The past month's topsy-turvy stock price of Cirrus Logic (NASDAQ:CRUS) is nothing new. Longtime shareholders scoff at the notion that a 20% drop in share price here, or a 15% jump there, is anything to be concerned about.
As for the 11% pop since Monday? Just another typical couple of days in the life of a Cirrus shareholder. But why all the price movement? And what, if anything, can Cirrus do about its volatile stock going forward to become a legitimate, long-term alternative for a Fool portfolio?
As Apple (NASDAQ:AAPL) goes, so goes Cirrus. Apple's foray into China, introducing its iPhone to the masses across the sea, appeared to be a positive for all its suppliers and that includes Cirrus. But initial news of less-than-ideal sales results put a damper on Apple, and by extension Cirrus. Recent downgrades from analysts -- downgrades of Apple's price target, that is -- hit Cirrus, too.
As too often happens, turns out the initial reports of Apple's Chinese "debacle" weren't that bad after all; a couple million in units sold over the first weekend isn't bad. Cirrus investors cheered, bumping its share price up 11% by yesterday's close. As one of the primary suppliers for Apple's line of iEverything's, Cirrus once again found itself on the receiving end of an Apple share-price uptick.
Though the vast majority of Cirrus revenues are driven by processing unit sales to Apple for all those iGoodies, Cirrus does have other products to offer. The automotive and consumer audio market (beyond Apple products) in general has been less than ideal of late, but Cirrus operates in both areas. Lighting, energy, and defense are also alternative revenue opportunities that Cirrus dabbles in.
Energy, in particular, would appear to be an area that Cirrus can explore for additional revenue opportunities. If it ramps up its energy business revenues -- equal to a paltry 8% of its $193.8 million last quarter -- it could eliminate at least some of its erratic trading activity.
A glance at Cirrus' latest fiscal Q2 2013 ending Sept. 29 tells investors everything they need to know. Though revenue shot through the roof and gross margins (a concern for many shareholders) remained at a respectable 52%, its share price fell through the floor. Why? Sure, (unfounded) margin concerns had a hand in it, but its lack of diversified revenue streams took a lot of the blame.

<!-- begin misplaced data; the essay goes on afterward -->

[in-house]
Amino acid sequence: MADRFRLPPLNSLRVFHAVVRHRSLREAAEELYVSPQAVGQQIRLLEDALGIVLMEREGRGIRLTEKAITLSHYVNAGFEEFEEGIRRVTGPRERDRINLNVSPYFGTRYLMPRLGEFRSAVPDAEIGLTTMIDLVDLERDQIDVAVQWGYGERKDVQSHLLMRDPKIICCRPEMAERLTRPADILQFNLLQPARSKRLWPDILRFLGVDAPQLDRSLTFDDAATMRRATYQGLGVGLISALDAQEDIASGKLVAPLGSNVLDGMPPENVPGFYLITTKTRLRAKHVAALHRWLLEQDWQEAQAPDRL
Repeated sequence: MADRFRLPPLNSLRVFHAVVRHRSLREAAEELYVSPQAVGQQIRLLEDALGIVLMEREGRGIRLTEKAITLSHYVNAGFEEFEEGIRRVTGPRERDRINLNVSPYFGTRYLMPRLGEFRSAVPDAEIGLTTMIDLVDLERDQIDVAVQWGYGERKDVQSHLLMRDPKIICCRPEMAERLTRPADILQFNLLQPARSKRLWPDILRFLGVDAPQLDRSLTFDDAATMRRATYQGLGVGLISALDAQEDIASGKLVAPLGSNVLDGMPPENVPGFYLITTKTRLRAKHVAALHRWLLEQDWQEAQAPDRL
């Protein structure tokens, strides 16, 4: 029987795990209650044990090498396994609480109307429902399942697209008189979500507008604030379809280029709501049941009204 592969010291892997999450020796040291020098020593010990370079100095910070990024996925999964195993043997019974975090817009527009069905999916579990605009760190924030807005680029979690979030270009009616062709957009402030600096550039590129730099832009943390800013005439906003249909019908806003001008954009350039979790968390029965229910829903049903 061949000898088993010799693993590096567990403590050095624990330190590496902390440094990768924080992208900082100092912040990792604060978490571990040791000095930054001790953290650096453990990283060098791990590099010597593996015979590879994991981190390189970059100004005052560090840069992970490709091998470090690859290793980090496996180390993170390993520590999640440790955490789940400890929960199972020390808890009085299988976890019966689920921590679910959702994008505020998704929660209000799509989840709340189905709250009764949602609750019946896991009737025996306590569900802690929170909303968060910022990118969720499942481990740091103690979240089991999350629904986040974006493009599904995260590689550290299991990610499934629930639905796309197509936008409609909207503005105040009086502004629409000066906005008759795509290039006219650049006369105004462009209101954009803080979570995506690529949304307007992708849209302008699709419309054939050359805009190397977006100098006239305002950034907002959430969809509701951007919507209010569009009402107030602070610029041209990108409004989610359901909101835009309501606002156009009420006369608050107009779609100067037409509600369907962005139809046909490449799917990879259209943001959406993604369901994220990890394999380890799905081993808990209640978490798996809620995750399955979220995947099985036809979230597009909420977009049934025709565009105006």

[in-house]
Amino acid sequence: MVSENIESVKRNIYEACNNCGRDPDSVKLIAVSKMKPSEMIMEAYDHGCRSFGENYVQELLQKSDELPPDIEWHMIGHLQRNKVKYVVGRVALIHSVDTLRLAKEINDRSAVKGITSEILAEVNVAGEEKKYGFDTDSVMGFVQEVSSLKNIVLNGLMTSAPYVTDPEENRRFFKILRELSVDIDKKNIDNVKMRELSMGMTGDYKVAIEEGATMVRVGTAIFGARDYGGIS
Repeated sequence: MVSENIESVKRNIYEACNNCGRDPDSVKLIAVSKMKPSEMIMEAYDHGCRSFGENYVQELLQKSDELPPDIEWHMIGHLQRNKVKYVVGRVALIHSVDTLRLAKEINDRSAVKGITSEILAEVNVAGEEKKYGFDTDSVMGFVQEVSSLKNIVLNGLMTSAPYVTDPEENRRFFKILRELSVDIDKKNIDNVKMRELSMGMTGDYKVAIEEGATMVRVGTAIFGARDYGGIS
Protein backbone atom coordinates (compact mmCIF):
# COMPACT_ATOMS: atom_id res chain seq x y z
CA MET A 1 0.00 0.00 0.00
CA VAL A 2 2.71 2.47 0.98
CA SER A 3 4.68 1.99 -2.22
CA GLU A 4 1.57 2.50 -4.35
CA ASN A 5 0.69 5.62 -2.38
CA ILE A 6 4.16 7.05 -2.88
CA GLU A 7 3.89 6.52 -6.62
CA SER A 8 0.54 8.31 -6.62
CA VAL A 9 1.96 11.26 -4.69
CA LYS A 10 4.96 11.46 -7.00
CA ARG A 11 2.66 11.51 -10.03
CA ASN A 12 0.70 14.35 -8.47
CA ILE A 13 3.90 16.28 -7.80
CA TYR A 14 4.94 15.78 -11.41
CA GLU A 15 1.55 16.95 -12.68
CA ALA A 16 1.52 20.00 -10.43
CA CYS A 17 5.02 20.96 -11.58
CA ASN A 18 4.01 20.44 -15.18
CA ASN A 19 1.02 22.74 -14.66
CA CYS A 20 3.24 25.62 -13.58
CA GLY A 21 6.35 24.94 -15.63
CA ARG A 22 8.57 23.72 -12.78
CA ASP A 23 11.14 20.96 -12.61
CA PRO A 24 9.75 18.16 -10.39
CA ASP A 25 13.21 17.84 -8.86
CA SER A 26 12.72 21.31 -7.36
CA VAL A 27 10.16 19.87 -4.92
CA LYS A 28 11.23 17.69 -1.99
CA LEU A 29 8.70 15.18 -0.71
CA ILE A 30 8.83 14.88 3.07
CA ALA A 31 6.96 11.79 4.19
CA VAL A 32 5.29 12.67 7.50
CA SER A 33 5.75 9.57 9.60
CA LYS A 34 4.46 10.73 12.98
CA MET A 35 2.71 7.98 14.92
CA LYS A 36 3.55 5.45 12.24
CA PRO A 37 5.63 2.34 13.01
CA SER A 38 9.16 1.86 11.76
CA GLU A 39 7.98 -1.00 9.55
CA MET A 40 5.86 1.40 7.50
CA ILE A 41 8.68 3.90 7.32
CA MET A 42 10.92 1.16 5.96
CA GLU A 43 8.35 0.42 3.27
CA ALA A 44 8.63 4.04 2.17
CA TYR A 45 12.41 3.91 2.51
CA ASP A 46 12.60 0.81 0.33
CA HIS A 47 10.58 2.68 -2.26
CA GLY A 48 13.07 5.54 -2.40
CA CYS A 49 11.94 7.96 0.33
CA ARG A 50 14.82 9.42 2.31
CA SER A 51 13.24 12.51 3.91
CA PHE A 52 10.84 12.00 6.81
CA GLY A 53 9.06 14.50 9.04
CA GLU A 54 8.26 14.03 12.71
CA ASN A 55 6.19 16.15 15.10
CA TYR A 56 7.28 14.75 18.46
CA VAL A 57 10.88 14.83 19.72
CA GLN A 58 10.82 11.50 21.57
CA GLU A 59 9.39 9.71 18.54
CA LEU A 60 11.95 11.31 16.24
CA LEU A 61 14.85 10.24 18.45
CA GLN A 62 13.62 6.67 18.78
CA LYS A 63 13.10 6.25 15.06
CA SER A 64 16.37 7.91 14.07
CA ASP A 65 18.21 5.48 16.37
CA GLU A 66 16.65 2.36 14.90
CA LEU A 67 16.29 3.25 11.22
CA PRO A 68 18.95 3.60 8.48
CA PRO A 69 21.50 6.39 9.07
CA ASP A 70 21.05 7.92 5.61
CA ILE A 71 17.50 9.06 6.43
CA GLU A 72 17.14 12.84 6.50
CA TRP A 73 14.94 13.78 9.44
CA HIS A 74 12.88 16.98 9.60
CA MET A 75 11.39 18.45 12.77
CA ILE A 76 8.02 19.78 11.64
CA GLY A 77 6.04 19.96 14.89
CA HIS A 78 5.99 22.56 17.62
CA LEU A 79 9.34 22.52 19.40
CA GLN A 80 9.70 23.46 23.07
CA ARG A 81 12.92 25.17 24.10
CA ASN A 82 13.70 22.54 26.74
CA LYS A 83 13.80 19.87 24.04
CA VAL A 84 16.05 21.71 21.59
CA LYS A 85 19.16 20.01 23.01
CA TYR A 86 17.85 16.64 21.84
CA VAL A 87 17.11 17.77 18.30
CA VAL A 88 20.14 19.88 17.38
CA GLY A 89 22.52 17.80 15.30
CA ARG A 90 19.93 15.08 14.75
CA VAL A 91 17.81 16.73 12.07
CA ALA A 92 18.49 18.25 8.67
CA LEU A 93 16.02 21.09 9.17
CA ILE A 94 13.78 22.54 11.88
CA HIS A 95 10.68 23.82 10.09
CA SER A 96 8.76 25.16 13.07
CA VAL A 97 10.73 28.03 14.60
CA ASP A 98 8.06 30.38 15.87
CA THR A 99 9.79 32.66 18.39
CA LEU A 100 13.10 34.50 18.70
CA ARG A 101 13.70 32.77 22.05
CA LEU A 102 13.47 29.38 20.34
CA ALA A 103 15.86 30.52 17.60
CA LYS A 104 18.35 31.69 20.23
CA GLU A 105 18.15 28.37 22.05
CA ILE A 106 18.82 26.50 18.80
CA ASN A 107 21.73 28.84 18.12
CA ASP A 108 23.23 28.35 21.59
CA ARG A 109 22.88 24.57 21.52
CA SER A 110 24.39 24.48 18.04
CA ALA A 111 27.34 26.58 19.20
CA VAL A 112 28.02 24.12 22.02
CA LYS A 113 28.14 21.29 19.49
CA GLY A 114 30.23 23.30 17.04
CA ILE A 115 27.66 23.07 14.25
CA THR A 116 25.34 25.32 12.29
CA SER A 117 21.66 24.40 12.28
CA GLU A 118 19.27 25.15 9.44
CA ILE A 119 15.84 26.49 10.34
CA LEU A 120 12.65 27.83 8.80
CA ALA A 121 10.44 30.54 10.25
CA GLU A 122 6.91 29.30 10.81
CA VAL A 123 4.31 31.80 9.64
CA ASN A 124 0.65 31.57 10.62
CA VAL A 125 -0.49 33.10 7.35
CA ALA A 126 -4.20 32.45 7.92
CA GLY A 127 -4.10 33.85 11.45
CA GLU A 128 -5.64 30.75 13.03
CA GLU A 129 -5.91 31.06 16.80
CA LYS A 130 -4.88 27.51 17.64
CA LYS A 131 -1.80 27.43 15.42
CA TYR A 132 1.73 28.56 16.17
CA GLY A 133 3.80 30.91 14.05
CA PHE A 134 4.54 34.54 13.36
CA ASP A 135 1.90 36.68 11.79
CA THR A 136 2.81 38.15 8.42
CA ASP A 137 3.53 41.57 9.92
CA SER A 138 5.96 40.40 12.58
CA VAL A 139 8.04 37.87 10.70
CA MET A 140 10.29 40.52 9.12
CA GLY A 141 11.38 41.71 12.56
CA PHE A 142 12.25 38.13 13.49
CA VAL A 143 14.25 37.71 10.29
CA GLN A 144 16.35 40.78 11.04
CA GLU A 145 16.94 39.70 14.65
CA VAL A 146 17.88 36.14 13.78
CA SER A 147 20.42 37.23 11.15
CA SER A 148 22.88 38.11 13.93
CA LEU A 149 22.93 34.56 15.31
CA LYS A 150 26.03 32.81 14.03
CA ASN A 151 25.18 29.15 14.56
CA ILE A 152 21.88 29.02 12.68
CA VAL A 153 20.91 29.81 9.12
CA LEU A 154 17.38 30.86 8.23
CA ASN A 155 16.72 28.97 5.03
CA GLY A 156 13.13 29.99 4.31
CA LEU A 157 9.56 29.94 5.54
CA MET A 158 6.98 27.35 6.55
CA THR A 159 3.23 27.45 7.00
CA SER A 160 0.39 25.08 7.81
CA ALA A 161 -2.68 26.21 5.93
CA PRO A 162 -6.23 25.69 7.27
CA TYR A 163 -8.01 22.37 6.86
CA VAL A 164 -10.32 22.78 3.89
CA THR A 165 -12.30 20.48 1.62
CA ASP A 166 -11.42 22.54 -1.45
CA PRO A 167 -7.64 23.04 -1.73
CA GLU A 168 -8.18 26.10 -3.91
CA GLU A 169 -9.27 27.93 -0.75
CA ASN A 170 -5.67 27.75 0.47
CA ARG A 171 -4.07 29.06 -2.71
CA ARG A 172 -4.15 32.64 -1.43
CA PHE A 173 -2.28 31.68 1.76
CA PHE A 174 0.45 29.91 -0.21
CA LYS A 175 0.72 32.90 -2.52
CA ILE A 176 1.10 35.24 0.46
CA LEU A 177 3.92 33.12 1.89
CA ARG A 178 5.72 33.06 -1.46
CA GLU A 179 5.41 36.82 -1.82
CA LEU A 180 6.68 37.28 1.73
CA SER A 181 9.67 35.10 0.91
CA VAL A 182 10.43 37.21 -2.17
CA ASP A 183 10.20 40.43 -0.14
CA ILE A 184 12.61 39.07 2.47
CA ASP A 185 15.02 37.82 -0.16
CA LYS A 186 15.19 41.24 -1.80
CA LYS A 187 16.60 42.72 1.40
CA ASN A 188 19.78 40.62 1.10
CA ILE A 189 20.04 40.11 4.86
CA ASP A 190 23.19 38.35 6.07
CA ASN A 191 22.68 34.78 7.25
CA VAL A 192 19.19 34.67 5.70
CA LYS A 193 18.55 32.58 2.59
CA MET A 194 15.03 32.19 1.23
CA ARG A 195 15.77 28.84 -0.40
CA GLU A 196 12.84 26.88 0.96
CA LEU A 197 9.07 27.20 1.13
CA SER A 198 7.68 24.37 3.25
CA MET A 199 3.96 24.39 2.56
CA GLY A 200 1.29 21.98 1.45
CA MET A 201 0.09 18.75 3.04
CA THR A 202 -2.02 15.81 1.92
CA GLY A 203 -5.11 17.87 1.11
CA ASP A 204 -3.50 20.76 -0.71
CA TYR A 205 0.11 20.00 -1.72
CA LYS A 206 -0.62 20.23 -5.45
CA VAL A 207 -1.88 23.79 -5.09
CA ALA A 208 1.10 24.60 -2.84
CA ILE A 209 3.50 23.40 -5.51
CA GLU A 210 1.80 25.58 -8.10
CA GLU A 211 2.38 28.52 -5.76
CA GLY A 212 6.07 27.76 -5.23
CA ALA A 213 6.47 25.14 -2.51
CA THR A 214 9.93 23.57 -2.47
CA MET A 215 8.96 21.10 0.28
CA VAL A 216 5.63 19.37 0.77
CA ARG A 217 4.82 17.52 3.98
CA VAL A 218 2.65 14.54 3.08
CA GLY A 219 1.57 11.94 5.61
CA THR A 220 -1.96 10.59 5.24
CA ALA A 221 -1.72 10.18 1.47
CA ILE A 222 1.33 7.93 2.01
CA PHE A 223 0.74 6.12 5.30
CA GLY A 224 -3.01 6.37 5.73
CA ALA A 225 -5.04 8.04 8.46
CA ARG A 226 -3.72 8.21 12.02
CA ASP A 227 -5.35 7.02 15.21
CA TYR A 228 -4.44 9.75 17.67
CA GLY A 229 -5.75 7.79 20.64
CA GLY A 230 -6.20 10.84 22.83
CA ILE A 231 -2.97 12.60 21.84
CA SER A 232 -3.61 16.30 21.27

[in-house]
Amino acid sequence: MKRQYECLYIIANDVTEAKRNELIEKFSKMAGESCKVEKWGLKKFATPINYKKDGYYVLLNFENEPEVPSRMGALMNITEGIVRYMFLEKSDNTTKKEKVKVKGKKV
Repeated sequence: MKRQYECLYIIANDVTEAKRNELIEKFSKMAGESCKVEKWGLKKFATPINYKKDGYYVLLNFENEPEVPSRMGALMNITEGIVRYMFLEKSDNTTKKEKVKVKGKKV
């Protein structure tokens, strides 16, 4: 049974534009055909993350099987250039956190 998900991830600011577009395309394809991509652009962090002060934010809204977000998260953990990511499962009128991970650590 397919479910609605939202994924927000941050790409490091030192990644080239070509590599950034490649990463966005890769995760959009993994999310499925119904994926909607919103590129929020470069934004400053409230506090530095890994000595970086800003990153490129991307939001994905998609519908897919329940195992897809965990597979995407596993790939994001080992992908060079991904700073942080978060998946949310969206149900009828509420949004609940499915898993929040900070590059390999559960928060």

Compared to key competitors, Cirrus is at reasonable levels, at least on a trailing basis. At 17 times earnings, Cirrus is now on the low end of the sector. By comparison, competitors Analog Devices (NASDAQ:ADI) and Texas Instruments (NASDAQ:TXN) are each trading at 20 times past earnings. Going forward, again based primarily on expectations for Apple, Cirrus trades at an attractive seven times future earnings. As for the balance sheet, though the company only boasts $134 million in cash and equivalents, zero debt makes its balance sheet tolerable.
Cirrus' margins -- the fear of many lately -- now compare favorably with both Texas Instruments and Analog Devices, along with the rest of the industry. But that's likely a function of its depressed share price rather than any consistent, overriding value theme. Comparisons to industry competitors are tough to gauge, simply because Cirrus' stock price, and relative financials, change on what seem like an hourly basis.
Cirrus' volatile price movements are a day trader's dream, but as mid- to long-term Foolish investors, why put yourself through the anguish? Two reasons: (1) betting on a long, sustained run from Apple, and (2) taking advantage of Cirrus' lower barrier to entry -- a stock price of $28 vs. Apple's $530. No matter your reason, if Cirrus Logic is on your investment radar, you better enjoy thrill rides.
Fool contributor Tim Brugger has no positions in the stocks mentioned above. The Motley Fool owns shares of Apple and Cirrus Logic. Motley Fool newsletter services recommend Apple. Try any of our Foolish newsletter services free for 30 days. We Fools may not all hold the same opinions, but we all believe that considering a diverse range of insights makes us better investors. The Motley Fool has a disclosure policy.